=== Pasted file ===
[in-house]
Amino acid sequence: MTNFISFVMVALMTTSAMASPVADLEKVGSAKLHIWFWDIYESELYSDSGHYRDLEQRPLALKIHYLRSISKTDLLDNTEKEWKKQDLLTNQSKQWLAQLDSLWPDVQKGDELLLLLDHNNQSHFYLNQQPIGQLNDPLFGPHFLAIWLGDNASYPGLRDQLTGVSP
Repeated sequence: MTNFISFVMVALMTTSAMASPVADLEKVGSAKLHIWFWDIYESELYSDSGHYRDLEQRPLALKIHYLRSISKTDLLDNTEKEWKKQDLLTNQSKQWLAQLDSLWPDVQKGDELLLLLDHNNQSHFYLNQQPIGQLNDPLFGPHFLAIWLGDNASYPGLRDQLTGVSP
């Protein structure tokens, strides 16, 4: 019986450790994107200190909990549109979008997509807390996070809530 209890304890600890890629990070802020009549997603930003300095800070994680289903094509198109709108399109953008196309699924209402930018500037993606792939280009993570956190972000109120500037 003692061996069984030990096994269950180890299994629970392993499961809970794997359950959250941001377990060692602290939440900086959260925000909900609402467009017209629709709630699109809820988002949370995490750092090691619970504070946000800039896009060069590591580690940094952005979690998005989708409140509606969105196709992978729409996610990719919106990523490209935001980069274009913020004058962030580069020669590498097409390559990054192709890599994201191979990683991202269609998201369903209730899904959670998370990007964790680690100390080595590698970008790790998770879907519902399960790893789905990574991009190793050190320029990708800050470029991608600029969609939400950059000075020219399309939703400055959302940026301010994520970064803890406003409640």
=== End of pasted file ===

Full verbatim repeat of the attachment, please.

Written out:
[in-house]
Amino acid sequence: MTNFISFVMVALMTTSAMASPVADLEKVGSAKLHIWFWDIYESELYSDSGHYRDLEQRPLALKIHYLRSISKTDLLDNTEKEWKKQDLLTNQSKQWLAQLDSLWPDVQKGDELLLLLDHNNQSHFYLNQQPIGQLNDPLFGPHFLAIWLGDNASYPGLRDQLTGVSP
Repeated sequence: MTNFISFVMVALMTTSAMASPVADLEKVGSAKLHIWFWDIYESELYSDSGHYRDLEQRPLALKIHYLRSISKTDLLDNTEKEWKKQDLLTNQSKQWLAQLDSLWPDVQKGDELLLLLDHNNQSHFYLNQQPIGQLNDPLFGPHFLAIWLGDNASYPGLRDQLTGVSP
């Protein structure tokens, strides 16, 4: 019986450790994107200190909990549109979008997509807390996070809530 209890304890600890890629990070802020009549997603930003300095800070994680289903094509198109709108399109953008196309699924209402930018500037993606792939280009993570956190972000109120500037 003692061996069984030990096994269950180890299994629970392993499961809970794997359950959250941001377990060692602290939440900086959260925000909900609402467009017209629709709630699109809820988002949370995490750092090691619970504070946000800039896009060069590591580690940094952005979690998005989708409140509606969105196709992978729409996610990719919106990523490209935001980069274009913020004058962030580069020669590498097409390559990054192709890599994201191979990683991202269609998201369903209730899904959670998370990007964790680690100390080595590698970008790790998770879907519902399960790893789905990574991009190793050190320029990708800050470029991608600029969609939400950059000075020219399309939703400055959302940026301010994520970064803890406003409640």